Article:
There were two teams out there, but only one was trying to play cricket.
Nah. Not really. The furore surrounding whether Stuart Broad should have walked or not is entirely a media beat-up. Unlike the incident which inspired the above comment, no player has yet (as far as we can tell) seen fit to comment on Broad’s disinclination to stick his bat under his arm and wander off into the no doubt waiting arms of Andy Flower after he smacked the ball to first slip. As appalling a decision as it was (about the worst we can remember, although given our levels of gin consumption that’s not saying much), a batsman should never feel obliged to walk, whatever the circumstances. Steve Waugh never did, and he’s a bloody legend and is welcome to marry our sister any day.
The incident does, however, expose an uglier truth, one which we think Jonathan Agnew was hinting towards in his summation on TMS at the close of play. This is going to be an ugly Ashes. There has already been plenty of niggle, plenty of hostility and plenty of forthright aggression. After this it will probably just get worse. A lot of what goes on on the field is just pantomime stuff. Anyone who thinks Mitchell Starc is an arse because he pulls angry faces and gave Jonathan Trott a send off obviously doesn’t know the first thing about what he is like off the field, and is just being far too precious for their own good. Same for Graeme Swann’s celebration after Agar’s dismissal. The fact Swann subsequently ran over to congratulate the departing batsman shows where his real intentions lie.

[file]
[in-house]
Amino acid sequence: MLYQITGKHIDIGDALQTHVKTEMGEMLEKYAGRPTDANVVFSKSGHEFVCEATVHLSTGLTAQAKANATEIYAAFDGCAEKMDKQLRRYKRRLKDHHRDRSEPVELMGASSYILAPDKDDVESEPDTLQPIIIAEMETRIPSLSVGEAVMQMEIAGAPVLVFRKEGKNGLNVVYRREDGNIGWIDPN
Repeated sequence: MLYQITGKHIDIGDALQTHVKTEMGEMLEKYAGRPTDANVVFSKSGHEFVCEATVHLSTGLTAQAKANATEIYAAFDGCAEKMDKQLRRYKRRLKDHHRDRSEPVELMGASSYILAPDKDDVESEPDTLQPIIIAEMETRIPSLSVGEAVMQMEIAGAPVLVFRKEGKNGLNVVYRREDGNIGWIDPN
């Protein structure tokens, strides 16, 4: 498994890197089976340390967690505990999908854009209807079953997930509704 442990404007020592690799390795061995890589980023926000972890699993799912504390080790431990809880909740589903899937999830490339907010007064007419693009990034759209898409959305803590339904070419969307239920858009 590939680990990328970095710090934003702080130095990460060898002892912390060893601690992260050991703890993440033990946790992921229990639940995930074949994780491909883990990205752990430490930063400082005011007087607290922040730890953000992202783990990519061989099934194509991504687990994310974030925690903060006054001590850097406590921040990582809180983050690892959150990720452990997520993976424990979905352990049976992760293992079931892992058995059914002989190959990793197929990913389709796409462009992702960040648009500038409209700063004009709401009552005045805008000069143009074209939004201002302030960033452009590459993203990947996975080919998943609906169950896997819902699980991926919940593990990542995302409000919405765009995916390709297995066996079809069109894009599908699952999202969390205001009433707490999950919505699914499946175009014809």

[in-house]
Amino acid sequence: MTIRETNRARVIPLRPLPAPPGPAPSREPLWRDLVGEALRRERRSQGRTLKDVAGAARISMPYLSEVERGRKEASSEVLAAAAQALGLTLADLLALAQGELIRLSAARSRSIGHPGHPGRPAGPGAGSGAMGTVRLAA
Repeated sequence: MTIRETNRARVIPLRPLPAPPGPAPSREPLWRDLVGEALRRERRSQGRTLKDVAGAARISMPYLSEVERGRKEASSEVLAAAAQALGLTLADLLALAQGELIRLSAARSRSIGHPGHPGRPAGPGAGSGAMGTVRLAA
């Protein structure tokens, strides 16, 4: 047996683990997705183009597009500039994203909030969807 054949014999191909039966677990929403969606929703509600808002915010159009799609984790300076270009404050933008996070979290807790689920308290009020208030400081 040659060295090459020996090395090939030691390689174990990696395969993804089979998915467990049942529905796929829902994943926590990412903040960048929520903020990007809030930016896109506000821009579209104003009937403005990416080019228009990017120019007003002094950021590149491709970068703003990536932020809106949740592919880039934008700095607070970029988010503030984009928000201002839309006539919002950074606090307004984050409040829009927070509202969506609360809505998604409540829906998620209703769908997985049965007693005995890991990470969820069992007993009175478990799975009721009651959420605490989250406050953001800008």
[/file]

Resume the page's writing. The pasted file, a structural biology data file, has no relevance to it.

But beneath all this play acting real hostility simmers. The English players are barely restraining their emotions over how appallingly they have performed in this Test so far, and the savaging their press will give them will only inflame matters. The Australians feel they haven’t been given the respect they, as tourists, deserve and Lehmann seems to think the best way to earn that respect is by bullying the hosts. Neither are great teams. This might be the Ashes but it’s not great cricket. Entertaining, yes, but far from world class. In their desperation to perform the players are starting to turn on each other, and after the Broad incident the cold war might turn hot.
Or then again it might not, as in Alastair Cook and Michael Clarke you have two of perhaps the finest captains you could ever find. At least as far as the spirit of the game is concerned.
As for the cricket, well, both teams showed they had taken the lessons learnt from recent tours of India to heart. England ground out a respectable lead in the face of the most sustained disciplined bowling an Australian attack has been able to deliver for years. Right now England are well in front, and if Bell can reach his century and push on to take the lead well over 300, the game will be theirs.
Or then again it might not. It would be breaking every record that Trent Bridge currently holds, but given what has occurred so far it wouldn’t be all that surprising to see Australia go close to whatever target England ends up setting them.
But it would be a surprise too far to expect Cowan to contribute anything. The useless git.